Similarly, panels can be created using different shapes or using the aluminium sections so as to have interlocking connections demanding the assembly of slabs on site in different sizes and with joints that are not aligned. These architectural choices are transferred to the metal substructure during production at the factory and consequently simplifying the actual installation on site.

Fitting the grid system on site

Aligning the joints with the geometrical lines of the openings depends on the drawing measurements matching the actual measurements on site: this is not always possible because of mistakes or minor variations.

With the closed-joint system, adjusting and adapting the slabs on site is a very simple operation because the substructure is designed so that the slabs are basically a grid system without affecting the guided interlocking system and overlapping areas.

 

Anchoring the slabs

The slabs are anchored mechanically and chemically to the structure. A special, silicone structural adhesive acts as a vibration-damper between the aluminium and the porcelain stoneware, as well as to contributing to the seal of the system. The system is then secured using special mechanical anchoring devices that guarantee a secure seal.

Wall anchoring

This is a certified anchoring system designed specifically for ventilated façades. It provides a brilliant response when applied to any curtain wall support, even those with a low consistency such as hollow bricks. The certified resistance is approximately 230 kg for each anchor point.

Therefore, it is extremely simple for the designer to cater for demands for different resistance ratings. For example, wind stress is known to be more severe at the higher extremities of an elevation being covered and anchoring devices can be added to cater for this, meeting the most stringent requirements for the permissible load.

 

Ease of installation

The industrialisation of the ventilated façade makes the system easy to install, resulting in improved productivity on site, a more satisfactory final appearance, enhanced functional qualities, and a very competitive price.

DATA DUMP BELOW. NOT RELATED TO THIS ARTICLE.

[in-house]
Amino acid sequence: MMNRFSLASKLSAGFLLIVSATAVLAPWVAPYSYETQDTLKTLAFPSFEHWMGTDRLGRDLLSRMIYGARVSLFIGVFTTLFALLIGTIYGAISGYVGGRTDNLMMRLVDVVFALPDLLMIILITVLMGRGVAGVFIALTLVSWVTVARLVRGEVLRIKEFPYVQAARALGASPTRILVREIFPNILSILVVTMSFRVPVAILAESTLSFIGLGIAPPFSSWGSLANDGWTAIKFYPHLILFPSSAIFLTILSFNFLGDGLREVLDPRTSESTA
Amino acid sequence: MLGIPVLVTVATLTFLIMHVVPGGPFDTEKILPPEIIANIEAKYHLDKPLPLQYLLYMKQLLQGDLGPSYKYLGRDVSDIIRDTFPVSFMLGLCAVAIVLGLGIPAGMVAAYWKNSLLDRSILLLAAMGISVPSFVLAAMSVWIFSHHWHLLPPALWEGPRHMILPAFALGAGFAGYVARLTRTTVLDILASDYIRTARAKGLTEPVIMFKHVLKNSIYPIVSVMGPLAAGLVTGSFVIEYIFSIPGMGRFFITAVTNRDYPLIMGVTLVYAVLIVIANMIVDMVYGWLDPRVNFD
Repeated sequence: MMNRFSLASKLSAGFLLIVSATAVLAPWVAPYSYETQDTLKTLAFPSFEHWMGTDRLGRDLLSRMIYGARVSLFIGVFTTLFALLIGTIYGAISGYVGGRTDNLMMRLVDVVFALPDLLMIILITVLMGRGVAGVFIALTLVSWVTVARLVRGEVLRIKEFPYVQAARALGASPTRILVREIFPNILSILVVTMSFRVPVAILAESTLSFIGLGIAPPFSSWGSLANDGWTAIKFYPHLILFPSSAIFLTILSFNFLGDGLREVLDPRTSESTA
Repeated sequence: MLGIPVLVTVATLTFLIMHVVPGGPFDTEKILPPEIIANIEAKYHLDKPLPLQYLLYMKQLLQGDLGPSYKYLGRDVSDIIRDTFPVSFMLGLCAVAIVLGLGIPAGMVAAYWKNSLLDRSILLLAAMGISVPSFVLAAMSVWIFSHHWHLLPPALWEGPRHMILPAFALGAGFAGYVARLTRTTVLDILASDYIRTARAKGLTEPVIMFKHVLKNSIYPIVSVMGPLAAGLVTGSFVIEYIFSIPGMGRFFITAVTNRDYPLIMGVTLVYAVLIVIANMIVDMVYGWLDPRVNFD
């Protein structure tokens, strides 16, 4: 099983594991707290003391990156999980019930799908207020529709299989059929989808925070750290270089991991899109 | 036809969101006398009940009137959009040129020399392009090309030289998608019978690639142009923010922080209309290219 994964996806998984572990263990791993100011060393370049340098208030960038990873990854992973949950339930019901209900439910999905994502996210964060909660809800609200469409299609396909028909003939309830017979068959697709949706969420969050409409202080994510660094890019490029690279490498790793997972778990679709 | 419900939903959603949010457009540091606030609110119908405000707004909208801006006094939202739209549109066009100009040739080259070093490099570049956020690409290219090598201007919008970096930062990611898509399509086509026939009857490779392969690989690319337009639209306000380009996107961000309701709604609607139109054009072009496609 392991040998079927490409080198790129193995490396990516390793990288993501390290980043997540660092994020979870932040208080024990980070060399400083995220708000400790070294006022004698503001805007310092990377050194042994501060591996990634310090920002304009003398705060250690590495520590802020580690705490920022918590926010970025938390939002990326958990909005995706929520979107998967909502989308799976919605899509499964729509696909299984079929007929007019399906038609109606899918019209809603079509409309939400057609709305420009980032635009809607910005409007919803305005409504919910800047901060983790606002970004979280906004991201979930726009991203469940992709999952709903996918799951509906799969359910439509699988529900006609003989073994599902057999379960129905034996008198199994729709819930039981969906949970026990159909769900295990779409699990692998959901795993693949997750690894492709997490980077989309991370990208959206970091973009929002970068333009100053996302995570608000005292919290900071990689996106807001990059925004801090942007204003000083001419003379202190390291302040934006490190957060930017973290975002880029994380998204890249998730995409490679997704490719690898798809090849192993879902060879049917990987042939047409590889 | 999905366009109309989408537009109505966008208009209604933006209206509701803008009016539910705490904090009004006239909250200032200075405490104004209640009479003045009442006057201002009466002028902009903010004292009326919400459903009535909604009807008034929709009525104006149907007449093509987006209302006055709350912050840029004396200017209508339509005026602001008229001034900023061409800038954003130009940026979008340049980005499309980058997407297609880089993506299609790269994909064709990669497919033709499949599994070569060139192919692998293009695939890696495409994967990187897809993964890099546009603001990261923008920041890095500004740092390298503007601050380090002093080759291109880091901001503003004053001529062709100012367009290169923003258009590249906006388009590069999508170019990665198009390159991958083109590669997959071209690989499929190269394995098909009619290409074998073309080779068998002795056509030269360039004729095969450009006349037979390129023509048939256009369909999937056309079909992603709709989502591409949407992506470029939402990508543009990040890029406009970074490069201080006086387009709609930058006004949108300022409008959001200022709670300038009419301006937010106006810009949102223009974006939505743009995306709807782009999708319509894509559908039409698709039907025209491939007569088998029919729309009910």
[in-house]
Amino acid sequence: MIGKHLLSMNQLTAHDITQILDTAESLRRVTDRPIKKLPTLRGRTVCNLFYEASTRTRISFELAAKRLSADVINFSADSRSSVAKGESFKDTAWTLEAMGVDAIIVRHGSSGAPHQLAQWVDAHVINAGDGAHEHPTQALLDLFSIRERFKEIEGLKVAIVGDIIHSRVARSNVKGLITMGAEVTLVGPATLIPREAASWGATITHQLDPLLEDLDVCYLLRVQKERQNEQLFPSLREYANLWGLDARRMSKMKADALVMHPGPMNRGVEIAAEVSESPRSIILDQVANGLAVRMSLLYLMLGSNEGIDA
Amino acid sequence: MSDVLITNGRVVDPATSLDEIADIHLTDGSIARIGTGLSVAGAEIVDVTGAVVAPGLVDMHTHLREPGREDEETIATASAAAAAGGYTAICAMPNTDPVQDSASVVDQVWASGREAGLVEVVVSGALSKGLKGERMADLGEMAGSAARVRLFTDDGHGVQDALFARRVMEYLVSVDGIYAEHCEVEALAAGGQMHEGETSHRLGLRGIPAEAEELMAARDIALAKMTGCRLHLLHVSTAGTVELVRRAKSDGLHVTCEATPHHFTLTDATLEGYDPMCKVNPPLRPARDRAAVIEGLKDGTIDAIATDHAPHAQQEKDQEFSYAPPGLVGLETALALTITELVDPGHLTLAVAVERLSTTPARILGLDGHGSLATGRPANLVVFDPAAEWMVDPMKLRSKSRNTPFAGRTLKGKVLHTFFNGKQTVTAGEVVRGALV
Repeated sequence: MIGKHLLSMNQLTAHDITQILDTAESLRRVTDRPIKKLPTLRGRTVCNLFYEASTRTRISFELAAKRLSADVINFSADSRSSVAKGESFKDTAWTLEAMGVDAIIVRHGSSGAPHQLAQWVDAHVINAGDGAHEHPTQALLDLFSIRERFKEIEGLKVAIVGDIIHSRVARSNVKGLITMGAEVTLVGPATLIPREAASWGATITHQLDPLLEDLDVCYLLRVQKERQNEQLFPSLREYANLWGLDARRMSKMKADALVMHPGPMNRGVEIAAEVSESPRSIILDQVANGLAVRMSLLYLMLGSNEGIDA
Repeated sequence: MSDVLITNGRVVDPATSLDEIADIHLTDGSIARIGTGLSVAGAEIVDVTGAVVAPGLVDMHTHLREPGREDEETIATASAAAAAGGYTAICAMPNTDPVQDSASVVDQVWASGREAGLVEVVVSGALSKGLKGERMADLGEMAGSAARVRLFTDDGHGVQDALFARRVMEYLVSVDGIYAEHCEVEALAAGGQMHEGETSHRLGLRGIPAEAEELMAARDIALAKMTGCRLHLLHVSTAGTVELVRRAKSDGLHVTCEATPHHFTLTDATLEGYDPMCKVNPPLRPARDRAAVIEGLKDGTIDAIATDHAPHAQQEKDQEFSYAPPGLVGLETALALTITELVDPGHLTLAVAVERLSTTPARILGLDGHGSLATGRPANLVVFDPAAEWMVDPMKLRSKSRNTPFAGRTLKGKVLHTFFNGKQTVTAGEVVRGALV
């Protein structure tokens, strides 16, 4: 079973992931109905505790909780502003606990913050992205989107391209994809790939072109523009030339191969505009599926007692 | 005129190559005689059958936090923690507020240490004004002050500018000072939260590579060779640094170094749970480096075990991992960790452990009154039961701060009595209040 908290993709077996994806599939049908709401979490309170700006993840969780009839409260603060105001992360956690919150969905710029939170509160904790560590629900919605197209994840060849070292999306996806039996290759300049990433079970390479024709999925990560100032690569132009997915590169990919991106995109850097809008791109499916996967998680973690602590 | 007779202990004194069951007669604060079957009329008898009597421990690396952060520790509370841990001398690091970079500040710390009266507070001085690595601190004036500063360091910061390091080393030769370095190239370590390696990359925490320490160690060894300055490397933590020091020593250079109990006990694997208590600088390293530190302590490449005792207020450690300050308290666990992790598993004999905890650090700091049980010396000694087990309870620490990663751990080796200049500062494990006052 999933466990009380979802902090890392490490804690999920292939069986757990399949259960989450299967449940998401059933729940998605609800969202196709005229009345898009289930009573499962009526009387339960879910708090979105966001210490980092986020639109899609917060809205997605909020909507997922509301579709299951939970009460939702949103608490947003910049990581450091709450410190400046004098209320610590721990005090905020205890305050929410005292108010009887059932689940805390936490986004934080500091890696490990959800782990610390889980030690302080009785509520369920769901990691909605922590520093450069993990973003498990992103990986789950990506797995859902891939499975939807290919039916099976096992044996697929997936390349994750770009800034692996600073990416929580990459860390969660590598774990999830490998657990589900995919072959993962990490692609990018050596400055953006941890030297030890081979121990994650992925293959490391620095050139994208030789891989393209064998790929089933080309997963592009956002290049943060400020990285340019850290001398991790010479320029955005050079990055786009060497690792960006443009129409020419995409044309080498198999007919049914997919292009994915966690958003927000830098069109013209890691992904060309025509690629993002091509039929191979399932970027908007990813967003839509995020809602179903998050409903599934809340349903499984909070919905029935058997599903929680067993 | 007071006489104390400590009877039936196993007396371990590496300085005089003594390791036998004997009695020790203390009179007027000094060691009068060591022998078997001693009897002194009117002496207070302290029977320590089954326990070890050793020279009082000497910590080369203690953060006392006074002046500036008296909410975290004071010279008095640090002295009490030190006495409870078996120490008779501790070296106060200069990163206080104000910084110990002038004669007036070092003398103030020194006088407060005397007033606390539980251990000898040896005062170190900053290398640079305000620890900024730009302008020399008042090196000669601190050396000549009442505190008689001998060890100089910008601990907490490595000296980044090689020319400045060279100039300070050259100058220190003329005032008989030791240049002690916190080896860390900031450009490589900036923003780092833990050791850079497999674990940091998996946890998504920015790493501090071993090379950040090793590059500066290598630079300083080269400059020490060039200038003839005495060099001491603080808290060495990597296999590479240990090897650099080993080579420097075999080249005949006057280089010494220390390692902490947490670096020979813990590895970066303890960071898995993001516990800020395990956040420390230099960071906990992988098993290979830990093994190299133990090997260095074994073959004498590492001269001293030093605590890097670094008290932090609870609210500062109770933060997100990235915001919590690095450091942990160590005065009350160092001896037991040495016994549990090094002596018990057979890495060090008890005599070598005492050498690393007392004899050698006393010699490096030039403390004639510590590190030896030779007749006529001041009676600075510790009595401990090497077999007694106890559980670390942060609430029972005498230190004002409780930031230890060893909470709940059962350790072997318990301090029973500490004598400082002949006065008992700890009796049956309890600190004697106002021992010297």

Dismantling

There are two reasons and methods of dismantling the system:


Dismantling for “maintenance”

Dismantling for “maintenance” needs is an intrinsic feature of the system. During extraordinary maintenance, such as replacing one or more slabs or replacing a technical element (drain pipe, downspout etc.), openings can be made into the façade starting out at the broken slab.

The façade is put back in place using the slabs previously removed if they are still intact. When laying the last slab, the substructure is fitted first without the slab attached, and then this is fitted using the special pre-mounted anchoring devices that are attached to the centering substructure by simply applying light pressure to the slab itself until it is secured to the substructure.

“Permanent” dismantling

For “permanent” dismantling, metal inserts pre-fitted onto the substructure are used in combination with self-centering magnetic inserts attached to the covering slab. The inspection gap is closed by simply placing the slab on top of the substructure.

The selfcentering inserts will restore the slab into its position with respect to the joints on the rest of the surface. The slab assigned to be the permanent inspection slab can be removed with the aid of a suction cup or simply using a flat screwdriver as a lever.